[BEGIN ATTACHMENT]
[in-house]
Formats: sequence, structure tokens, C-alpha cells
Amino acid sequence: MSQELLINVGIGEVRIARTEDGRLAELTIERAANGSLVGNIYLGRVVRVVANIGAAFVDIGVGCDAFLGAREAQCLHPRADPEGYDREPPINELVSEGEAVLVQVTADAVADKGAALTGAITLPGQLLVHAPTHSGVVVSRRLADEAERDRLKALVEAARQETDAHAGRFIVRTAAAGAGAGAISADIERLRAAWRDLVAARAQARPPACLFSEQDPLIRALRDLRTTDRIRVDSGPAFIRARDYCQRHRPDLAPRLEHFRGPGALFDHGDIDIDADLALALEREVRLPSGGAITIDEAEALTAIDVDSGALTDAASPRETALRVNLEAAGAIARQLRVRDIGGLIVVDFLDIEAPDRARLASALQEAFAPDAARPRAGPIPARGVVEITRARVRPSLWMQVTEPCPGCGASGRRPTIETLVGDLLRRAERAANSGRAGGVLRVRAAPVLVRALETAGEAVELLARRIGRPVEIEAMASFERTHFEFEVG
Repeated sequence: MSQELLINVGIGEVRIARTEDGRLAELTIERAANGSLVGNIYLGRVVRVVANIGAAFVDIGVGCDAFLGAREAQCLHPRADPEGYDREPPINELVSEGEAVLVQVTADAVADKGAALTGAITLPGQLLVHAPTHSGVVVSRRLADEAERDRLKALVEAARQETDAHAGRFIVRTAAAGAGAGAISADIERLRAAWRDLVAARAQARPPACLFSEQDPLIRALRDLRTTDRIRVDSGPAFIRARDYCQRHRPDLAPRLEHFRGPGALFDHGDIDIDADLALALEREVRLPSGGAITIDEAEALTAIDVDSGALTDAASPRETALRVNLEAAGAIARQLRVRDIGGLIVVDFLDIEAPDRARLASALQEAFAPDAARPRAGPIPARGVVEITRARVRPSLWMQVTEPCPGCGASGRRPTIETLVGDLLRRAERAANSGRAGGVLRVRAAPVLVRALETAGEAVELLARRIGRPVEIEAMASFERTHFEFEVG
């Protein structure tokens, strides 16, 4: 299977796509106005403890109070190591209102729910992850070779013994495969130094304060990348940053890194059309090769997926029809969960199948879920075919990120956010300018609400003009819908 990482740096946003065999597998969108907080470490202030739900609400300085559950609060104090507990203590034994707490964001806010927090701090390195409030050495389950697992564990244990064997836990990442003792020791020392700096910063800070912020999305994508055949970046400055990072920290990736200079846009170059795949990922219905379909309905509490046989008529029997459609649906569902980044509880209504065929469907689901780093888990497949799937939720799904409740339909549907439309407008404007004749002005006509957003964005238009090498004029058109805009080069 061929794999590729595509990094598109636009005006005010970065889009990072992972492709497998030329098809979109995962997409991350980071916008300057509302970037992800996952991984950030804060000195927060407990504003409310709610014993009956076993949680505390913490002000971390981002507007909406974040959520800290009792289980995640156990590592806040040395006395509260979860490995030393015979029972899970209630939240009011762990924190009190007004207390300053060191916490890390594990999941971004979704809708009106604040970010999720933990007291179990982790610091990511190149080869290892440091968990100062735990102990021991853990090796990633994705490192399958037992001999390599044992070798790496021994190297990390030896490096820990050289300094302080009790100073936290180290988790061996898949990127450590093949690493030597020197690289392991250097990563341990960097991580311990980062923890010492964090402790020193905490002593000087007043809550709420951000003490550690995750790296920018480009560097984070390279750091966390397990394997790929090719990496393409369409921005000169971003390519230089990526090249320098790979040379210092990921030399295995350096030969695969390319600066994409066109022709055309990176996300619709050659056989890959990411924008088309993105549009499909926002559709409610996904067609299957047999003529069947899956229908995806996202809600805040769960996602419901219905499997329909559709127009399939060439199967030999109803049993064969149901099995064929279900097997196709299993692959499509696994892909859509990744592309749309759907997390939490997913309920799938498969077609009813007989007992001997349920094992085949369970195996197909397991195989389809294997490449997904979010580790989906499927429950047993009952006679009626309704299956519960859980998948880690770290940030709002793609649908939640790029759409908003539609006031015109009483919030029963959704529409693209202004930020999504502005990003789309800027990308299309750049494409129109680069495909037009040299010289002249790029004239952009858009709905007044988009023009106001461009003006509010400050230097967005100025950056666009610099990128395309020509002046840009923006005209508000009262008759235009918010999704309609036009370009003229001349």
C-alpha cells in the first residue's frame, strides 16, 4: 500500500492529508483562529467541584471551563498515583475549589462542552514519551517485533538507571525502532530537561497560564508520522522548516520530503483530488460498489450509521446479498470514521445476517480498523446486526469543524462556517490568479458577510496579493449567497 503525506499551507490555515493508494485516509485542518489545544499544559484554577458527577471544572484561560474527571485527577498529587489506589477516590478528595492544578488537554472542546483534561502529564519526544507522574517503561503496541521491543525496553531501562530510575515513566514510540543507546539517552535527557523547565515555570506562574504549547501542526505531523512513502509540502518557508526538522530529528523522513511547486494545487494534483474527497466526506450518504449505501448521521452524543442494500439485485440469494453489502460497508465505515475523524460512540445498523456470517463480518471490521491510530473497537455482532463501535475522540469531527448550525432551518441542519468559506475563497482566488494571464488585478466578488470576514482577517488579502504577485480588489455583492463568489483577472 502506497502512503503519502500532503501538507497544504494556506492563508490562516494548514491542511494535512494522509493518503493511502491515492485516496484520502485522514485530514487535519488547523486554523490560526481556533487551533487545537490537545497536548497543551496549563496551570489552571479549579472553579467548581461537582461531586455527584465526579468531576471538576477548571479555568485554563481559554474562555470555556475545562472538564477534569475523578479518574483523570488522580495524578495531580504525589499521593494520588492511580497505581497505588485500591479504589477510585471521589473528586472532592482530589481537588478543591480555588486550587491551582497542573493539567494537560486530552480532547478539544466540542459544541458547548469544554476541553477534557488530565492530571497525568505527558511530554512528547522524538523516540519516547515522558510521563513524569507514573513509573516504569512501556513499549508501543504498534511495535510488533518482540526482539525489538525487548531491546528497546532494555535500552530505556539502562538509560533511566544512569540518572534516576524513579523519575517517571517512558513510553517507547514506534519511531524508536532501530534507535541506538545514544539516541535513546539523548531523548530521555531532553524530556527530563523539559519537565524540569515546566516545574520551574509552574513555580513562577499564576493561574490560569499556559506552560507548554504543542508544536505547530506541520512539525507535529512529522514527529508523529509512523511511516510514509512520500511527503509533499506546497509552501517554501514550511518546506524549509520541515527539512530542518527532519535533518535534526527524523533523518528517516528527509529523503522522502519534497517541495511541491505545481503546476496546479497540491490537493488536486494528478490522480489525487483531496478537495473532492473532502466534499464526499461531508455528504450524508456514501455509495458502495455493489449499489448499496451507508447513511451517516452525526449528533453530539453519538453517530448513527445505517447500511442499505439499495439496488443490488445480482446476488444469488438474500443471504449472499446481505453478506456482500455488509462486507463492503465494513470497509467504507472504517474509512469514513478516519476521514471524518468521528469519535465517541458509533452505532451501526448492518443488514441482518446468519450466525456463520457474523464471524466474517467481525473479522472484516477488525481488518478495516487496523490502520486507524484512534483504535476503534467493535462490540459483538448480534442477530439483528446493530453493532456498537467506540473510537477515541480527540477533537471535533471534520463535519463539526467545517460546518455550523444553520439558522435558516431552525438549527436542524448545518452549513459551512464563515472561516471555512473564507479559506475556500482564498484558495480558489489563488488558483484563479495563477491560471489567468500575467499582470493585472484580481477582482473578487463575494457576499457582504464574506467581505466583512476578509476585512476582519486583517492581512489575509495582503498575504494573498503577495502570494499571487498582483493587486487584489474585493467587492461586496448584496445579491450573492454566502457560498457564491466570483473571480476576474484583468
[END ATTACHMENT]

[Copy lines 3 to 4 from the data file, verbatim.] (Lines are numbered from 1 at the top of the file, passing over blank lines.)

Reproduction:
Amino acid sequence: MSQELLINVGIGEVRIARTEDGRLAELTIERAANGSLVGNIYLGRVVRVVANIGAAFVDIGVGCDAFLGAREAQCLHPRADPEGYDREPPINELVSEGEAVLVQVTADAVADKGAALTGAITLPGQLLVHAPTHSGVVVSRRLADEAERDRLKALVEAARQETDAHAGRFIVRTAAAGAGAGAISADIERLRAAWRDLVAARAQARPPACLFSEQDPLIRALRDLRTTDRIRVDSGPAFIRARDYCQRHRPDLAPRLEHFRGPGALFDHGDIDIDADLALALEREVRLPSGGAITIDEAEALTAIDVDSGALTDAASPRETALRVNLEAAGAIARQLRVRDIGGLIVVDFLDIEAPDRARLASALQEAFAPDAARPRAGPIPARGVVEITRARVRPSLWMQVTEPCPGCGASGRRPTIETLVGDLLRRAERAANSGRAGGVLRVRAAPVLVRALETAGEAVELLARRIGRPVEIEAMASFERTHFEFEVG
Repeated sequence: MSQELLINVGIGEVRIARTEDGRLAELTIERAANGSLVGNIYLGRVVRVVANIGAAFVDIGVGCDAFLGAREAQCLHPRADPEGYDREPPINELVSEGEAVLVQVTADAVADKGAALTGAITLPGQLLVHAPTHSGVVVSRRLADEAERDRLKALVEAARQETDAHAGRFIVRTAAAGAGAGAISADIERLRAAWRDLVAARAQARPPACLFSEQDPLIRALRDLRTTDRIRVDSGPAFIRARDYCQRHRPDLAPRLEHFRGPGALFDHGDIDIDADLALALEREVRLPSGGAITIDEAEALTAIDVDSGALTDAASPRETALRVNLEAAGAIARQLRVRDIGGLIVVDFLDIEAPDRARLASALQEAFAPDAARPRAGPIPARGVVEITRARVRPSLWMQVTEPCPGCGASGRRPTIETLVGDLLRRAERAANSGRAGGVLRVRAAPVLVRALETAGEAVELLARRIGRPVEIEAMASFERTHFEFEVG